Arnold seems to have learned an important lesson from George W: Run as a moderate, but govern the way business tells you to.
Schwarzenegger's second act in office was to halt all pending state government regulations for a review period of 180 days. Executive Order No. 2 also suspends or postpones the effective date of all regulations that have been approved but haven't taken effect, and requires a review of every regulation adopted, amended or repealed by the Davis administration -- nearly five years' worth.
There's some pretty heady stuff here. Caught in the cross hairs, to uncertain effect, are rules such as the first paid family-leave law in the nation and nurse-to-patient staffing ratios for California hospitals.
Other pending regulations deal with everything from privacy protection to energy efficiency and drinking water standards for toxic chemicals such as arsenic and perchlorate.
Scuttlebutt about the Capitol is that a bunch of business insiders got together after the Oct. 7 election of a business-friendly governor to take aim at new mandates they see as "job killers."
Organized labor is not pleased, to put it mildly:
"Reviewing regulations solely on the criteria of whether they're good for business is weak," said Nathan Ballard, an attorney with the California Federation of Labor. "Where's the balance? Where's the analysis based on whether these regulations are good for working people?
"Executive Order No. 2 looks great to the guys at the country club. But what about the folks who are working two jobs and trying to make ends meet? Is Gov. Schwarzenegger going to look into how his decree affects them?"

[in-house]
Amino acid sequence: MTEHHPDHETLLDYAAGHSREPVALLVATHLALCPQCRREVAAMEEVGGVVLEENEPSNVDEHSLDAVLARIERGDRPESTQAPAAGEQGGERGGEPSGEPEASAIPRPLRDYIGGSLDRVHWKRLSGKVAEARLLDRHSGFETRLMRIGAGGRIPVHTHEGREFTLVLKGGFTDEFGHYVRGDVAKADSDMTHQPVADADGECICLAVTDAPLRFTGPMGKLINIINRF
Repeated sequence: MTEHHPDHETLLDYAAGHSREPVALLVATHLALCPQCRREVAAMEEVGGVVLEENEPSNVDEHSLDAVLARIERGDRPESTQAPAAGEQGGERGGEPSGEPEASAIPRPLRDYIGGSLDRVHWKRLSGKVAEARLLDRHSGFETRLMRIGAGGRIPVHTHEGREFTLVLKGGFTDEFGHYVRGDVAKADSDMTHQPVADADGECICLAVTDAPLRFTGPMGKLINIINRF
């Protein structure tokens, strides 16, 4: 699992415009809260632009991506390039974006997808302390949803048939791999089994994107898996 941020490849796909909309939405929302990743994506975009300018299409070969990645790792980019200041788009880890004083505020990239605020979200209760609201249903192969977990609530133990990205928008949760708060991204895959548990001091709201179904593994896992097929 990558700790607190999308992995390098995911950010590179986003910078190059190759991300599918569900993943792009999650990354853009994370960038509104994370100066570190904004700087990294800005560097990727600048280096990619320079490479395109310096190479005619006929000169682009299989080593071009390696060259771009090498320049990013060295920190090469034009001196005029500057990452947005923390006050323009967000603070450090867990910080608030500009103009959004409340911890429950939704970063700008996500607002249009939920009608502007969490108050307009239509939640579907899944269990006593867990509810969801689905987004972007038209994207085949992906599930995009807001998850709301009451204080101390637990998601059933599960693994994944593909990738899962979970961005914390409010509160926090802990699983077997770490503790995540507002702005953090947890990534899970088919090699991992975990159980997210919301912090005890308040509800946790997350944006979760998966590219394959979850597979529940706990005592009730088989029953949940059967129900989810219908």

The L.A. Times reports
that a group called the
The Thursday Group, a coalition of lobbyists for some of the most powerful industries in the state — including chemical companies, defense contractors, real estate developers and biotechnology firms — sent the governor a letter last week with a lengthy list of environmental rules that it did not like.
The memo, which was immediately circulated by environmentalists, raised objections over everything from air pollution regulations on consumer products to the California Coastal Commission.
It also voiced concerns regarding impending regulations on perchlorate, a chemical used in rocket fuel that government scientists have linked to health problems, and a landmark law passed last year that makes California the first state to regulate the carbon dioxide emissions of cars.
The Thursday Group is also concerned with California’s flirtation with the “precautionary principle
” which argues that chemical should be proven safe before people are exposed to them. Industry has already plotted to undermine
the California movement.
That preemptive approach is a departure from the current practice in the United States, which largely consists of regulating potential pollutants only after they have been scientifically linked to hazards.
Under recommendations approved this summer by a task force looking to improve environmental conditions in poor and minority communities, the California Environmental Protection Agency is set to incorporate the precautionary principle into some of its procedures. Industry groups hope that Schwarzenegger reconsiders the issue.
"We want to take advantage of the opportunity to present our case on the precautionary principle, which we feel is a radical departure from the science-based procedures currently used by the state," said Tim Shestek, a Sacramento lobbyist for the American Chemistry Council. "We are concerned about the vagueness of the recommendations in the [task force] report, and we want to make sure there is a clear criteria that industry can meet."